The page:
Premature Ejaculation

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Treatment for Premature Ejaculation

We are currently undergoing system upgrades and therefore you will be unable to start an assessment. We will be back in July and will post an update in due course.

We are sorry for the inconvenience. If you require urgent medical advice, please contact NHS 111.



Before you start a diagnosis, please read all of the information below.

Premature ejaculation is where the male ejaculates too quickly during sex. It affects 1 in 5 men and can occur in men of all ages. The exact cause of it is unknown. Men with premature ejaculation are more likely to experience less satisfaction in their sexual relationships, less frequent intercourse and anxiety during intercourse. It can also affect self-esteem, relationships, and moods.  

Occasional premature ejaculation is common and nothing to worry about. If it occurs over half of the time, then it may be worthwhile getting help. 

Common Symptoms

Possible symptoms experienced include:

  • ejaculation occurring within two minutes of penetration
  • feeling that ejaculation cannot be delayed
  • finding sex frustrating or distressing
  • reduced frequency of sex
  • relationship difficulties
  • low self-esteem
  • embarrassment
  • anxiety or depression
Common Treatments

Possible treatment we may be able to prescribe if clinically appropriate:

Priligy 30mg taken a few hours before sex - Only 1 dose in 24 hours

  • 3 Tablets (£14.71*)
  • 6 Tablets (£26.48*)

As part of our safeguarding vulnerable people procedures, you will be required to show photo identification to the pharmacy dispenser when you collect your medication.

*Prices shown are cost price of the medication, taken from the British National Formulary 2018, and are given as a guideline. Pharmacies will add a dispensing fee to this which will vary considerably, so it is worthwhile phoning around to compare prices. The medication is paid for at your chosen pharmacy. 

Please click on the medication above to read the Patient Information Leaflet for important information about Priligy. 

Alternative treatment options

Sometimes premature ejaculation is temporary and it gets better on its own.

  • Increasing the frequency of sex may help. 
  • Some men find that masturbating before sex can delay their ejaculation. 
  • Using a condom may help to delay ejaculation as it reduces the sensation.
  • Try the Squeeze Technique
  • Use the Start-Stop Technique
  • Psychological therapies or couples counseling may help
  • Local anaesthetic creams or sprays: speak to your pharmacist for more advice.

You can also see your GP or attend your local sexual health clinic to discuss your options further. 

The Squeeze Technique

This is will require practice and involves squeezing the head of the penis for up to 20 seconds during stimulation or intercourse. This reduces an erection and delays the ejaculation. It must be repeated three times before an orgasm.

The Start-Stop Technique

This also needs practice and involves stopping intercourse or stimulation just before ejaculation. Once the erection has reduced a little then intercourse can be continued. This should be repeated three times before an orgasm.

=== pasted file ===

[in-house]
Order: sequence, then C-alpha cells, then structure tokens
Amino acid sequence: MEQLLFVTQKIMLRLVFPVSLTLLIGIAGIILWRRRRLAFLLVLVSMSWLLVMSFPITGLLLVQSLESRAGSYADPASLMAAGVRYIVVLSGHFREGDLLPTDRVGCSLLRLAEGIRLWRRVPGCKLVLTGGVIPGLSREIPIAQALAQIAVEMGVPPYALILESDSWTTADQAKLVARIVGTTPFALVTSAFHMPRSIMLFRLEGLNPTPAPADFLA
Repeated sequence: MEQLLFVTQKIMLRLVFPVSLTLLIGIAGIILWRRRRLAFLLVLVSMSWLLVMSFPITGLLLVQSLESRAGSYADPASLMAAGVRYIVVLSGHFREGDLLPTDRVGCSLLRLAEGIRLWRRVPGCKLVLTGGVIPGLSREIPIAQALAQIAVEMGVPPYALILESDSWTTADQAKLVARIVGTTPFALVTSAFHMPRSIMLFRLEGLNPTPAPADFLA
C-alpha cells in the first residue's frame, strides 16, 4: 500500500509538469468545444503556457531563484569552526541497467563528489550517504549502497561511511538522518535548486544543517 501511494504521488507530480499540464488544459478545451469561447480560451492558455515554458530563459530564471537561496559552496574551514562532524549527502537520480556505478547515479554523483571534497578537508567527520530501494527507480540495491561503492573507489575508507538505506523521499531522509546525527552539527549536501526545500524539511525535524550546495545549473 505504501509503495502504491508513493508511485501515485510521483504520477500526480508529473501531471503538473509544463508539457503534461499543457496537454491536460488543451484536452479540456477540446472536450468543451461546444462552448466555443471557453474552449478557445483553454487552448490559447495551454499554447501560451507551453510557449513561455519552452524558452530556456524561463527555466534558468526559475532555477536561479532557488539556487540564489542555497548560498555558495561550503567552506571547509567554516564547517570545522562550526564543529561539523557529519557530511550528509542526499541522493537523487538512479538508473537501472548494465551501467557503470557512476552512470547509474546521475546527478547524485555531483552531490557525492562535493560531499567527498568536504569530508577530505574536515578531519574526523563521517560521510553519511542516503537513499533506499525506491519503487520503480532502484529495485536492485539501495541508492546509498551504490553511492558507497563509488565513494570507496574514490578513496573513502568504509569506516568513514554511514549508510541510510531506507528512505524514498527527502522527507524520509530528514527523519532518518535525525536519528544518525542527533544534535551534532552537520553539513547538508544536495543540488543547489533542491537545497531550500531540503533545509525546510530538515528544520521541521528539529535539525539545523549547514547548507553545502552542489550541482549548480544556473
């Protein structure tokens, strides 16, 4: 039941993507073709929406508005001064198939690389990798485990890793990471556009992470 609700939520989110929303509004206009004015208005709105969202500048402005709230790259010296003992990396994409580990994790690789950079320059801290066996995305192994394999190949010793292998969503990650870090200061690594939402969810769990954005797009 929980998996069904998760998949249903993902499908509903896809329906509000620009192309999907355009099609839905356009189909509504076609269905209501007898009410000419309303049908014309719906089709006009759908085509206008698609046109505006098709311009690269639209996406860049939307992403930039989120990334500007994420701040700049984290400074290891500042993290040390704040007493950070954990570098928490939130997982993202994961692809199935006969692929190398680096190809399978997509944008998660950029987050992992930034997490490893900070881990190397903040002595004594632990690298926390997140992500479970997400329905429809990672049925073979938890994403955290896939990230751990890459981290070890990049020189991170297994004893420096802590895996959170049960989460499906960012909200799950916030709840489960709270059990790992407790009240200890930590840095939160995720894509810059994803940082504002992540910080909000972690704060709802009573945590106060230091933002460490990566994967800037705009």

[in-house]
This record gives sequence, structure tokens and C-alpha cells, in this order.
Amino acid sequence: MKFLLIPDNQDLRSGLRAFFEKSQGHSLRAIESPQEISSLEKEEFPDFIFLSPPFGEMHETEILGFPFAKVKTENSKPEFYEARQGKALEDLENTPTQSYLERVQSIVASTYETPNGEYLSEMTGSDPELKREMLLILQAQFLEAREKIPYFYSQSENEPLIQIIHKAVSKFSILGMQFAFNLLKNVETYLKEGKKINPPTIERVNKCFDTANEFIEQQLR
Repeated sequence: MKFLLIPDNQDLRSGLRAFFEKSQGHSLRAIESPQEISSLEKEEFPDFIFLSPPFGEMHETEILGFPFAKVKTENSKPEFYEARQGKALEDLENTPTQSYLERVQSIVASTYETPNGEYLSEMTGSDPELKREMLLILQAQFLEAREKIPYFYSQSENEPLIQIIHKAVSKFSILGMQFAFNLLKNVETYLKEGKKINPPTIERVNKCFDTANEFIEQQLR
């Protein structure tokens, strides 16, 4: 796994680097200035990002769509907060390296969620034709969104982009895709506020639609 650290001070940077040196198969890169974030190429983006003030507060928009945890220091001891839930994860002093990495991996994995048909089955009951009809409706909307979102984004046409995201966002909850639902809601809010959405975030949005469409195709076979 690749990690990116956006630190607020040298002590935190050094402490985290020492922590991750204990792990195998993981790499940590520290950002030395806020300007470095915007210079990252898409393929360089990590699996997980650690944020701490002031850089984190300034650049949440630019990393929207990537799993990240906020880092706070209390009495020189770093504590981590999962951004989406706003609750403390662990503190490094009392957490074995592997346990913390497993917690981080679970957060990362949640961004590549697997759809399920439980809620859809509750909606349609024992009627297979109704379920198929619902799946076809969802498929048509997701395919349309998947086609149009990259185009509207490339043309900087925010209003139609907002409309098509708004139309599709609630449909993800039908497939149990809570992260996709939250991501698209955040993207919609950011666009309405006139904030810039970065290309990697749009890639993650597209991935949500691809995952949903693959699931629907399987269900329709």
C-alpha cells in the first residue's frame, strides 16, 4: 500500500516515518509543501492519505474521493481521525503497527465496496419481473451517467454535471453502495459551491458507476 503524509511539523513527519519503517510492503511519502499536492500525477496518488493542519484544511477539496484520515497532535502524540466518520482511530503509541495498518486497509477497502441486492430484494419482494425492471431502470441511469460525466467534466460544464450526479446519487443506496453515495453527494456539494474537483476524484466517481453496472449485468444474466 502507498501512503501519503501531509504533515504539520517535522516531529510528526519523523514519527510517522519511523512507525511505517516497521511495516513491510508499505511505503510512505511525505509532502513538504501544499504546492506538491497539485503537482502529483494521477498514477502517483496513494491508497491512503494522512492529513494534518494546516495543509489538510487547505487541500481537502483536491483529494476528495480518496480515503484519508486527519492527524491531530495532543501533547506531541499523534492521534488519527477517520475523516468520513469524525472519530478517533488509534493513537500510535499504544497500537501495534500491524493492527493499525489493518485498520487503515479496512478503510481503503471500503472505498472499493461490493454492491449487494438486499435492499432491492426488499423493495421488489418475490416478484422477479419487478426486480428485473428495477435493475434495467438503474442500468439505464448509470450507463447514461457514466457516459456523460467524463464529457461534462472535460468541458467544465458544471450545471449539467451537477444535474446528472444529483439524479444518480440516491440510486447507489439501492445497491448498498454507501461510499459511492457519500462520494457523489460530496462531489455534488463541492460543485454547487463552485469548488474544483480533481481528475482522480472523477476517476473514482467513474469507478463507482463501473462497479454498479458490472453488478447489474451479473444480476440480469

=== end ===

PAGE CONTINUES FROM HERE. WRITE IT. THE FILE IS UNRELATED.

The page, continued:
Information about Priligy

Priligy should only be taken by men who have been diagnosed with premature ejaculation as it's safety has not been established in men without premature ejaculation.

Priligy (Dapoxetine) is a short-acting Selective Serotonin Reuptake Inhibitor (SSRI), specifically for the treatment of premature ejaculation. It works by increasing the level of the chemical serotonin in the nervous system which may lead to an increase in the time to ejaculation.

Priligy increases the time taken to ejaculate and can improve overall control of it. It is taken as and when needed one to three hours before sex. Some men notice an improvement straight away. However, others may need to take it a few times before they notice any changes.

Do not increase your dose unless advised by your doctor. The maximum dose is 60mg. Overuse of Priligy should be avoided as it can increase the risks of side effects.

Before you start the treatment, please read the manufacturers leaflet contained with the medication. This has further information and lists all the potential side effects.

How to take Priligy

Do not take more than one tablet in 24 hours. It should not be taken daily. It can be taken with or without food and should be taken with a full glass of water. The starting dose is 30mg. Take it one to three hours before you anticipate to have sex. 

Priligy and alcohol

Do not drink alcohol with Priligy as it can increase your risk of fainting and increase the sedative effects.

Priligy and recreational drugs

Do NOT take recreational drugs with Priligy as it may lead to serious reactions.

Priligy and driving or using machinery

If Priligy causes you to feel faint or dizzy, then do not drive or operate machinery. 

Never give your medication to other people even if their condition appears to be the same as yours.

Who should not take Priligy

Priligy should not be used by the following groups of men:

  • under the age of 18
  • age 65 and over
  • those with an allergy to dapoxetine or any other ingredients in Priligy
  • men using medication for erectile dysfunction
  • those with a heart condition
  • those with a tendency to faint
  • those with bipolar disorder, severe depression or schizophrenia
  • those with a bleeding or clotting disorder
  • those who have problems with how their liver works
  • those who have problems with the way their kidneys work
  • those with uncontrolled epilepsy
  • those with glaucoma
  • those with rare hereditary problems of galactose intolerance, the Lapp lactase deficiency or glucose−galactose malabsorption

Priligy should not be used by men taking the following medications:

  • Anti-depressants or mood stabilisers
  • Alpha-blockers
  • Nitrates
  • Tramadol used for pain
  • Triptans used for migraines
  • St John's Wort
  • Antifungal tablets
  • Anti-virals used for HIV treatment
  • Erectile dysfunction treatment including sildenafil, tadalafil
  • L−tryptophan used for sleep
  • Certain antibiotics including erythromycin and clarithromycin
  • Thioridazine used for schizophrenia
Possible side effects to Priligy

Most types of medicines can cause potential side effects. However, not everyone will experience them. The side effects often improve as your body adjusts to the new medicine, but if any of them continue or become troublesome then speak with your doctor or pharmacist.